The second Seminar “The Lula Government and the potential of the Solidarity Economy”, held by the NAPP-ES in March 2023, had the participation of colleagues who, from their positions in the government, were resuming the elaboration of the Solidarity Economy policy . Our central objective, consistent with our attribution, was to know, systematize and disseminate this process. In addition, we wanted to assess how the effort we had made in previous moments, to broaden the perception of the issues that concerned us, had been incorporated into the cognitive repertoire of the comrades who now participated in the new government.

We are now planning a new event. Also guided by what we are learning and the FPA's recommendations about how the NAPPs should continue their work, it seems to us essential to make the partnership between neo-industrialization and solidary re-industrialization viable.

We intend to hold a working meeting (workshop) on “Public procurement and the solidarity economy”, in which public agents from different backgrounds will be invited to address two central cognitive inputs for the elaboration of the Solidarity Economy policy.

The first refers to what the Brazilian State buys, at the federal, state and municipal levels (almost 18% of GDP), almost exclusively from companies. As several analysts have pointed out, orienting a portion of public procurement towards the acquisition of goods and services from the Solidarity Economy is the best way, if not the only viable one, to leverage its consolidation.

based on what the work meeting will begin to conceive, it will be possible, estimating the necessarily growing government demand for goods and services of various types, and promoting, together with Solidarity Economy movements, the capacity to satisfy it, to initiate a systematic process of elaboration of public policies aimed at its consolidation.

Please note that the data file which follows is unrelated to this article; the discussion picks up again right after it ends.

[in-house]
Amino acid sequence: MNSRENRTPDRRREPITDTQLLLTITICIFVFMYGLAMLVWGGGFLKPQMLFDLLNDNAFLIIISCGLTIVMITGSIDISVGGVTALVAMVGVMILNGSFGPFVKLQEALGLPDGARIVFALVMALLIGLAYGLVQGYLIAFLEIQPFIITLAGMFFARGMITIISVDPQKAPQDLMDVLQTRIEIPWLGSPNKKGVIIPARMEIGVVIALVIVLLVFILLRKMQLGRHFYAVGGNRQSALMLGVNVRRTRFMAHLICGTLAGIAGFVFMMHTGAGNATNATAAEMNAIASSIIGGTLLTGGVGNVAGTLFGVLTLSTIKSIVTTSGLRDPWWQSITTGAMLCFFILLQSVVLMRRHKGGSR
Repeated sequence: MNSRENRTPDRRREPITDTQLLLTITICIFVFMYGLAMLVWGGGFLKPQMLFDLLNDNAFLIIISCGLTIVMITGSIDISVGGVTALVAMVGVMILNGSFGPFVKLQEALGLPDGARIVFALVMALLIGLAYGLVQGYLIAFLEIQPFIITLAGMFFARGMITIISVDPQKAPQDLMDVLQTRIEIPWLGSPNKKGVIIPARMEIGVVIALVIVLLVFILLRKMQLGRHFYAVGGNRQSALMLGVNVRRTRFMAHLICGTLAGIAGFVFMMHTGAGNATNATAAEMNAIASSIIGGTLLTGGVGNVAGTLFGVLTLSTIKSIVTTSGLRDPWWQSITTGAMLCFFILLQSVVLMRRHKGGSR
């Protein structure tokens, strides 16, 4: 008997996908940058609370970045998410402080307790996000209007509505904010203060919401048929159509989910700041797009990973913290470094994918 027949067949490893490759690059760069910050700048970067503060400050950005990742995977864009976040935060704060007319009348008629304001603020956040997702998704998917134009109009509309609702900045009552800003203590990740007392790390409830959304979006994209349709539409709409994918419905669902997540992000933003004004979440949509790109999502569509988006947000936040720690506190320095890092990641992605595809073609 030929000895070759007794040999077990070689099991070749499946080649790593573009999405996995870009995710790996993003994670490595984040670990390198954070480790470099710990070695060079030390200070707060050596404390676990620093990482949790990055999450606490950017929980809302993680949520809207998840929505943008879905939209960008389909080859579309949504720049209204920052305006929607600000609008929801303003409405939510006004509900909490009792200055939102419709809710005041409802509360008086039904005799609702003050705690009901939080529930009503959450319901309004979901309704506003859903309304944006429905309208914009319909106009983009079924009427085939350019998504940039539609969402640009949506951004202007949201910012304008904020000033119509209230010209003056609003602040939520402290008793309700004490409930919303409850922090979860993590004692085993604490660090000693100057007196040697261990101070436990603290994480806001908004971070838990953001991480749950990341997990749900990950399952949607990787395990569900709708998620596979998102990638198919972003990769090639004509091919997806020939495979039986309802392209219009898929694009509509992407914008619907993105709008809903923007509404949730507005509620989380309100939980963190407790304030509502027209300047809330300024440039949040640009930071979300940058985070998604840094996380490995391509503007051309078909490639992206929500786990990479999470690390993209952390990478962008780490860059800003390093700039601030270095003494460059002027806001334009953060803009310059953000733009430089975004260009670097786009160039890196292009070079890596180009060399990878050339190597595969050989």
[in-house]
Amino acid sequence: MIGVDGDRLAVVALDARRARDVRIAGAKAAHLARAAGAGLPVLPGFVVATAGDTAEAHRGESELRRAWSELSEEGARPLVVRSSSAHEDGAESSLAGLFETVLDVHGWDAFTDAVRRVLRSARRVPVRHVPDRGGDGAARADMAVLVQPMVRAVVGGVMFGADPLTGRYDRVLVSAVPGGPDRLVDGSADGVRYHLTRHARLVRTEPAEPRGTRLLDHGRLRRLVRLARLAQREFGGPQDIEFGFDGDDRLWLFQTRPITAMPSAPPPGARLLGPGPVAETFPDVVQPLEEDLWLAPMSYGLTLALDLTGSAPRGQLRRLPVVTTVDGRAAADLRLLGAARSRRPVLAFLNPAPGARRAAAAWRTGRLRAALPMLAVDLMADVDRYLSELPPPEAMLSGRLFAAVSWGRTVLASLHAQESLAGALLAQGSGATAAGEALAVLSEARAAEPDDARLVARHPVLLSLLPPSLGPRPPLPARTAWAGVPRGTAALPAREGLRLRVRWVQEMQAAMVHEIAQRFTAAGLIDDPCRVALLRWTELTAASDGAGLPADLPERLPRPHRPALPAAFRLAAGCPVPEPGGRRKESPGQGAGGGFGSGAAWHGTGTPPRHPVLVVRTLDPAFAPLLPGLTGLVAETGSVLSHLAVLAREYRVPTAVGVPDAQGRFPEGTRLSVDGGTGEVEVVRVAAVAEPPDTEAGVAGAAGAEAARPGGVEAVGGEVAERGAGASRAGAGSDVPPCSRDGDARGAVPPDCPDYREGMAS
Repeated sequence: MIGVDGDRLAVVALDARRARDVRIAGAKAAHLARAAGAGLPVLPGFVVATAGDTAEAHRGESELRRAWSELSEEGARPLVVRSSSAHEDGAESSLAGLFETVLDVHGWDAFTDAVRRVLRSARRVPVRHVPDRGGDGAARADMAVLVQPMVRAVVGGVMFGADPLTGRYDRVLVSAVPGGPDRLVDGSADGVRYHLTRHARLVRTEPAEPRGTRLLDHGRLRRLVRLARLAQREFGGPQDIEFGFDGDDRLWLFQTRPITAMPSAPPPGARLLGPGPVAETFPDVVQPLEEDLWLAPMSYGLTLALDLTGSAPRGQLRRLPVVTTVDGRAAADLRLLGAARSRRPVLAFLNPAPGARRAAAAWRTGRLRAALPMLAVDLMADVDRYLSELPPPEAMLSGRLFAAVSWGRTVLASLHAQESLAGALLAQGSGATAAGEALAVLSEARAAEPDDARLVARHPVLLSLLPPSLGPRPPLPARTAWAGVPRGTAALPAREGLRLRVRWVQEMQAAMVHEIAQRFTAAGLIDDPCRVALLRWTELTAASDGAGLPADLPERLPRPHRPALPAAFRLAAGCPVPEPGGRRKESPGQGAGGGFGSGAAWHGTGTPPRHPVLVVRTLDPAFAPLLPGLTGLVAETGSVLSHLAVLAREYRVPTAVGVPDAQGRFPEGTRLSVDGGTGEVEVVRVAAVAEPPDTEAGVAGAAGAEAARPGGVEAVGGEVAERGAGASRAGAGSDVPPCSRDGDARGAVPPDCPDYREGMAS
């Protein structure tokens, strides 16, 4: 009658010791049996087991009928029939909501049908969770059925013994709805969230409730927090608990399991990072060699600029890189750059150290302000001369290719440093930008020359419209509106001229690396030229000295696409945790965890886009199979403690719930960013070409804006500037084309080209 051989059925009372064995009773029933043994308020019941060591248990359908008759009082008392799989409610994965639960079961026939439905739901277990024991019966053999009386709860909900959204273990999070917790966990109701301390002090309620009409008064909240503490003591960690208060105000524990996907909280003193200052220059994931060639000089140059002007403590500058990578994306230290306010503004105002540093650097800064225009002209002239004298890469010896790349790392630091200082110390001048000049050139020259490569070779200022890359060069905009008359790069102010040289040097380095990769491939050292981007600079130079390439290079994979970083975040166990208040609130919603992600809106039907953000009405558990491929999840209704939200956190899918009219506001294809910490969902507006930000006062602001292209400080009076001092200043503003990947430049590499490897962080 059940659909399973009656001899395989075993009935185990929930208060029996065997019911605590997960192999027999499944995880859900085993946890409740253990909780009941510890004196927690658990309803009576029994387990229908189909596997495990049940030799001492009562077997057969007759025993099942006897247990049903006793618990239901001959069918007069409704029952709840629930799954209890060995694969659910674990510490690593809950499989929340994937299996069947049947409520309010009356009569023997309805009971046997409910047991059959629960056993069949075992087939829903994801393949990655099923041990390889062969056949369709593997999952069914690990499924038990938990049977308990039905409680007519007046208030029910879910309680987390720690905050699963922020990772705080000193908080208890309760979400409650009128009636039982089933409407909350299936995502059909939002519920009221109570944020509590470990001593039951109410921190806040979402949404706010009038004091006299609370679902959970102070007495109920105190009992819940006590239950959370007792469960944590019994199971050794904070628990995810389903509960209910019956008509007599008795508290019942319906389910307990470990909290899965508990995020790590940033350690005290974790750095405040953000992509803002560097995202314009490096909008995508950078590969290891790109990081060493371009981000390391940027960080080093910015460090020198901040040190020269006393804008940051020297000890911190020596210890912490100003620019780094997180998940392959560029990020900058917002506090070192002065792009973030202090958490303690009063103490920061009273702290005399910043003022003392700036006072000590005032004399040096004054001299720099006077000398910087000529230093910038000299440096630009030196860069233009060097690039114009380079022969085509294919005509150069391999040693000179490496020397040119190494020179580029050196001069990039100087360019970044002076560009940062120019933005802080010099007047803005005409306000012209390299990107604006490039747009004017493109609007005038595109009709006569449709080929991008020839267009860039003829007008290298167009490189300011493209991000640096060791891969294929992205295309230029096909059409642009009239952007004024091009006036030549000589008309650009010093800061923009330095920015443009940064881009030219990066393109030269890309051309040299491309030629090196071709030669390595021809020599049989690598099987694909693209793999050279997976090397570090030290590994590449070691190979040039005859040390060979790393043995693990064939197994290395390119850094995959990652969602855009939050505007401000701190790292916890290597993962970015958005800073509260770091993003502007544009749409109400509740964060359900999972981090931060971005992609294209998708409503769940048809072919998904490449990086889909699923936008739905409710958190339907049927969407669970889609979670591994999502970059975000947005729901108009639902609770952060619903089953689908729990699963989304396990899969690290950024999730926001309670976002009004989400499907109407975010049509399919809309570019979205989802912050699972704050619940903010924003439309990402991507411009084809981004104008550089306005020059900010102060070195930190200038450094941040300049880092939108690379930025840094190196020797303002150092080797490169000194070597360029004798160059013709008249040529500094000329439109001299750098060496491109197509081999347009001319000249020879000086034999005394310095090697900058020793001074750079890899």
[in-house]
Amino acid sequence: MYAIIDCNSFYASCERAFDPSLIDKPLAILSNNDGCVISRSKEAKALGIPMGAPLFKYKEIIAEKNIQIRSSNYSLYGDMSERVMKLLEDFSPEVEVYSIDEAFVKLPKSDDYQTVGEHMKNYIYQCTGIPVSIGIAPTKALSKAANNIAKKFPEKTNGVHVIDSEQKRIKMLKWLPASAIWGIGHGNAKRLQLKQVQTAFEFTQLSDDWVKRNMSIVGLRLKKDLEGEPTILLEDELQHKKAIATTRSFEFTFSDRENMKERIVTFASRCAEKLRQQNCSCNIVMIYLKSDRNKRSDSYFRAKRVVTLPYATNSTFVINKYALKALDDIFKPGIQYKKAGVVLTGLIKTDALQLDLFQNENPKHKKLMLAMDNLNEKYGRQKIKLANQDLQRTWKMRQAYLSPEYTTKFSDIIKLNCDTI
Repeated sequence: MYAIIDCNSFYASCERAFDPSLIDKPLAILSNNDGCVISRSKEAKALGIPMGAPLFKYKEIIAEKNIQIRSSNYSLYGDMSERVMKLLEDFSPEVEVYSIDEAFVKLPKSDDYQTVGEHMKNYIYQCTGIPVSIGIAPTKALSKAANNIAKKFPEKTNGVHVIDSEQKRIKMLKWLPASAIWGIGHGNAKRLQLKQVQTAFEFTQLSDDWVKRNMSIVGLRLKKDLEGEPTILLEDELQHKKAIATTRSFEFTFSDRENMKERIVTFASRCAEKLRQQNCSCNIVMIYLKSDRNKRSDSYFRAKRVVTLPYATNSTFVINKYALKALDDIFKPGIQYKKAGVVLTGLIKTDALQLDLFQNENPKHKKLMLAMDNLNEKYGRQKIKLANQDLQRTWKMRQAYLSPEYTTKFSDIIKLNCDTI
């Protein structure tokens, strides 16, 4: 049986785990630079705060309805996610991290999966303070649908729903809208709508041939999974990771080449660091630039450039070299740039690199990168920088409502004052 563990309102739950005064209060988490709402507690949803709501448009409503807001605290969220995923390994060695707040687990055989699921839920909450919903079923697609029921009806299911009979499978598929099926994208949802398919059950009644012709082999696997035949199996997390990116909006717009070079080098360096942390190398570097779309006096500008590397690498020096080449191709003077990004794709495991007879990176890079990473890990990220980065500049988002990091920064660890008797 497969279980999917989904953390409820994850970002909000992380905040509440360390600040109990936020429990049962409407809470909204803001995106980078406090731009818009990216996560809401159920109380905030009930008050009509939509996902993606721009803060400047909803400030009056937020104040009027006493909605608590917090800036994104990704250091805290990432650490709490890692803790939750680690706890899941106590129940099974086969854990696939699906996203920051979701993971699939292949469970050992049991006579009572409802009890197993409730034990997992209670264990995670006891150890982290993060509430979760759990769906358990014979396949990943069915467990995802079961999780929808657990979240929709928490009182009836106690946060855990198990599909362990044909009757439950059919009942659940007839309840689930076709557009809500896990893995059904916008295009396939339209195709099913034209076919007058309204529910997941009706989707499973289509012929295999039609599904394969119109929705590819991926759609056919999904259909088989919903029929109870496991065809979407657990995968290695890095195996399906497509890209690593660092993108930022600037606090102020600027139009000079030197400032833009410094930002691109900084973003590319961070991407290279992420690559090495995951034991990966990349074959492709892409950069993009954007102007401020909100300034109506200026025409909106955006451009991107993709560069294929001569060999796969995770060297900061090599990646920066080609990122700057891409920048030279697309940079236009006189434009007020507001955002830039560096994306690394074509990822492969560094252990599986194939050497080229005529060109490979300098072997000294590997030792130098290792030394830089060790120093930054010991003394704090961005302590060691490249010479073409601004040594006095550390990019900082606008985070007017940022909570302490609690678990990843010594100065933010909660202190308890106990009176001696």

The second input concerns what has already been called by Solidarity Economy analysts as the “bureaucratic-legal debris” that has prevented its incorporation into the public procurement system.

Based on information about the bureaucratic-legal bottlenecks that the work meeting will begin to identify, the mobilization of workers who need public procurement, or who are prevented from directing it towards goods and services through the Solidarity Economy, or from @s located in Research Institutes and Universities, it will be possible to promote their removal.

These two inputs will also make it possible for our proposal of “solidarity reindustrialization” to supplement that of neoindustrialization. They will better direct the construction, by universities and public and corporate organizations (such as the “Engineering for Democracy”), of the cognitive platform for launching the Solidarity Economy; the solidary techno-science that will make it capable of competing with the company in the dispute for public purchase.

* Renato Dagnino He is a professor at the Department of Scientific and Technological Policy at Unicamp. Author, among other books, of Solidarity Technoscience, a strategic manual (Anti-capital struggles).